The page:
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Li J, Yan R, Zhai Y, Qi X, Lei J. Chest CT findings in patients with coronavirus disease 2019 (COVID-19): A comprehensive review. Diagn Interv Radiol 2021;27:621-32.  Back to cited text no. 4
    
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Zhang J, Meng G, Li W, Shi B, Dong H, Su Z, et al. Relationship of chest CT score with clinical characteristics of 108 patients hospitalized with COVID-19 in Wuhan, China. Respir Res 2020;21:180.  Back to cited text no. 8
    
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Li K, Fang Y, Li W, Pan C, Qin P, Zhong Y, et al. CT image visual quantitative evaluation and clinical classification of coronavirus disease (COVID-19). Eur Radiol 2020;30:4407-16.  Back to cited text no. 9
    
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Mukaka MM. Statistics corner: A guide to appropriate use of correlation coefficient in medical research. Malawi Med J 2012;24:69-71.  Back to cited text no. 11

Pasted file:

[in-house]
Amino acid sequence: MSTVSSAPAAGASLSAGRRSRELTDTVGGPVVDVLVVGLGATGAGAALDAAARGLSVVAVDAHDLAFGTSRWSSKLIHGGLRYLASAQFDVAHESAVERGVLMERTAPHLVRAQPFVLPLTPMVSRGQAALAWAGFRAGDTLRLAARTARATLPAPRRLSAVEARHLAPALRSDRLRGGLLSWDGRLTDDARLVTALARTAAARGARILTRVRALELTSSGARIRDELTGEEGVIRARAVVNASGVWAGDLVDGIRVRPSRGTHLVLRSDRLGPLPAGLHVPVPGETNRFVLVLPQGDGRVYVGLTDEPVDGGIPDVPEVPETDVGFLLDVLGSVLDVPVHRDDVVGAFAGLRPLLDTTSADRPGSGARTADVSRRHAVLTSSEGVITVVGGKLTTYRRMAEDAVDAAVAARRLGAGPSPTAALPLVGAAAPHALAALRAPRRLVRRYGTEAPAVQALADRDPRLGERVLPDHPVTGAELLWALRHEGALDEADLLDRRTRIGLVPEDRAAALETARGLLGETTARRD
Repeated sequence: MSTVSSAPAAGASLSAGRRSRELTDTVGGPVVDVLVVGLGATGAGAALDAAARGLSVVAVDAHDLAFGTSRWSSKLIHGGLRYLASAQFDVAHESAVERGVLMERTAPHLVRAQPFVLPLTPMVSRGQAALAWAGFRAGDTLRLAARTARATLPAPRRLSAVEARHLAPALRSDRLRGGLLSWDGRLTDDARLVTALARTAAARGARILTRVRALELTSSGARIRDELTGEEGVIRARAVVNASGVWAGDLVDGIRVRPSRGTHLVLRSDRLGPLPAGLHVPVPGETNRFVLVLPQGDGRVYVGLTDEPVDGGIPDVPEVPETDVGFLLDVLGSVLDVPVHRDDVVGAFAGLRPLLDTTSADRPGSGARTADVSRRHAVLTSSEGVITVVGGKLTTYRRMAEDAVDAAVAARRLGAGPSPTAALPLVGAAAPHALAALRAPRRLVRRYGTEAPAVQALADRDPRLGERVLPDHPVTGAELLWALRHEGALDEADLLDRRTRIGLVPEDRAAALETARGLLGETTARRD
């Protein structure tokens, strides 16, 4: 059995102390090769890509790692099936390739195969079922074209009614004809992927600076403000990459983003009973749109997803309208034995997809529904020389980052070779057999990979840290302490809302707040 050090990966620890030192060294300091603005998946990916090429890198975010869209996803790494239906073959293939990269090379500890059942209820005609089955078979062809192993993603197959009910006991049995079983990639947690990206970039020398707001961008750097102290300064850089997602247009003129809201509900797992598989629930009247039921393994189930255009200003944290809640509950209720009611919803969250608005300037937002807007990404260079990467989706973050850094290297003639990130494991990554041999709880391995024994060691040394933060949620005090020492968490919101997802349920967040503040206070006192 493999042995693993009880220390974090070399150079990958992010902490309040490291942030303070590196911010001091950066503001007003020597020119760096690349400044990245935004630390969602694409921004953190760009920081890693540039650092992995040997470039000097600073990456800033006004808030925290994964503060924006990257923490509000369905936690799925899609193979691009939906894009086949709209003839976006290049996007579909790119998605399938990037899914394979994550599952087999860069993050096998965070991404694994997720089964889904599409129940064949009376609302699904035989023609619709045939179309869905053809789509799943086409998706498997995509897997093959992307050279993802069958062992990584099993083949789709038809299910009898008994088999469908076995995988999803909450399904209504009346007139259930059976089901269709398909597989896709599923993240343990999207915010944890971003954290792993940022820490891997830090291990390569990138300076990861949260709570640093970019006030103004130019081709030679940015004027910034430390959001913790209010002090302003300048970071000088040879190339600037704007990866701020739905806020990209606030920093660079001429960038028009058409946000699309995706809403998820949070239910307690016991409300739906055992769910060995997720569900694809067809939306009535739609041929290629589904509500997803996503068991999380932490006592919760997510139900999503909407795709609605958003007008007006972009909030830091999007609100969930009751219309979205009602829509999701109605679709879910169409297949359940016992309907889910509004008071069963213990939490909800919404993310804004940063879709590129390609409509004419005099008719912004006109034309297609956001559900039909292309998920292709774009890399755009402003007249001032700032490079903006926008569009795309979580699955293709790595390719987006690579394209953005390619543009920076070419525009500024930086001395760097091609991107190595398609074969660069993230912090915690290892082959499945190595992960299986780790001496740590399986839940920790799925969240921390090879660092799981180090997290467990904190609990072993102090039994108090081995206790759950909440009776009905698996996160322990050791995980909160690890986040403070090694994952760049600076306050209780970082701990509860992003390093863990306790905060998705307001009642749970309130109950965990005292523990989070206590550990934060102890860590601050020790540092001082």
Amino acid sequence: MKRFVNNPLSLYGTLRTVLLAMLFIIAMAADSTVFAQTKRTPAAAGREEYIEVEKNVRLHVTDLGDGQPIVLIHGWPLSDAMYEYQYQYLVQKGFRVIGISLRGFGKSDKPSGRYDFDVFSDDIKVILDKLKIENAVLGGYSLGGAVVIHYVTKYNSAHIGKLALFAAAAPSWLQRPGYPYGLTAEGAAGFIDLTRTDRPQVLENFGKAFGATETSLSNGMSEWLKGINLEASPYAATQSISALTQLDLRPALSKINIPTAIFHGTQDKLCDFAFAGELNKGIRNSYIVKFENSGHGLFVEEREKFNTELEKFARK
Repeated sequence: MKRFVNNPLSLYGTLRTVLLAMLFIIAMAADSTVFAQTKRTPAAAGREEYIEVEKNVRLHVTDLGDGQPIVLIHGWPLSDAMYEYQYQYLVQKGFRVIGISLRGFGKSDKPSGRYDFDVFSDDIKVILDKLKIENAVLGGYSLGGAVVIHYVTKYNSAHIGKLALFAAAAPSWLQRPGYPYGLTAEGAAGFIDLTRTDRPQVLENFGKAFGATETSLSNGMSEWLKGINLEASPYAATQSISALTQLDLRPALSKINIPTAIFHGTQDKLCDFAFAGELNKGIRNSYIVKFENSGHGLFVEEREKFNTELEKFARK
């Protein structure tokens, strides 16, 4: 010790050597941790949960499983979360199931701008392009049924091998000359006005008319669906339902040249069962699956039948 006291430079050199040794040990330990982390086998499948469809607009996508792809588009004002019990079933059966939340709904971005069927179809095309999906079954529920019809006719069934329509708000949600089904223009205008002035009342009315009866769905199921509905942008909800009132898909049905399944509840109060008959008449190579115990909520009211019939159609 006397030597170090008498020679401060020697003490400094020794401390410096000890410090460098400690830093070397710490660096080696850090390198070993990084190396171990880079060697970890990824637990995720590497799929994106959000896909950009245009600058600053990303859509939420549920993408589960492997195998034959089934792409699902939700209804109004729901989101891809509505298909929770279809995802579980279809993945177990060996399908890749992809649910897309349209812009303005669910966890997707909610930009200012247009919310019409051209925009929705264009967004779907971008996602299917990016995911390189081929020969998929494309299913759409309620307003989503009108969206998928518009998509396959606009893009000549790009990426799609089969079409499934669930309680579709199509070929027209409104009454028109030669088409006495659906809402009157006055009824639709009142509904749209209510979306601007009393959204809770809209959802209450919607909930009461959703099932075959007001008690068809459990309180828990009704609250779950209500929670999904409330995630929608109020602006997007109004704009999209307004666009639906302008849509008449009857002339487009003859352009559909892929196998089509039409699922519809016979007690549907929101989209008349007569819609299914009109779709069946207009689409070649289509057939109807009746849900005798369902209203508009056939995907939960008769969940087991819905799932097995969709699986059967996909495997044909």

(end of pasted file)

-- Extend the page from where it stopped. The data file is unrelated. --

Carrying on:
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Wang L. C-reactive protein levels in the early stage of COVID-19. Med Mal Infect 2020;50:332-4.  Back to cited text no. 12
    
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Wang G, Wu C, Zhang Q, Wu F, Yu B, Lv J, et al. C-reactive protein level may predict the risk of COVID-19 aggravation. Open Forum Infect Dis 2020;7:ofaa153.  Back to cited text no. 13
    
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Herold T, Jurinovic V, Arnreich C, Lipworth BJ, Hellmuth JC, Bergwelt-Baildon MV, et al. Elevated levels of IL-6 and CRP predict the need for mechanical ventilation in COVID-19. J Allergy Clin Immun 2020;146:128-36.  Back to cited text no. 14
    
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Jain VK, Iyengar KP, Vaishya R. Differences between first wave and second wave of COVID-19 in India. Diabetes Metab Syndr 2021;15:1047-8.  Back to cited text no. 15
    
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Iftimie S. First and second waves of coronavirus disease-19: A comparative study in hospitalized patients in Reus, Spain. PLoS One 2021;16:e0248029.  Back to cited text no. 16
    
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    Tables

  [Table 1], [Table 2], [Table 3], [Table 4]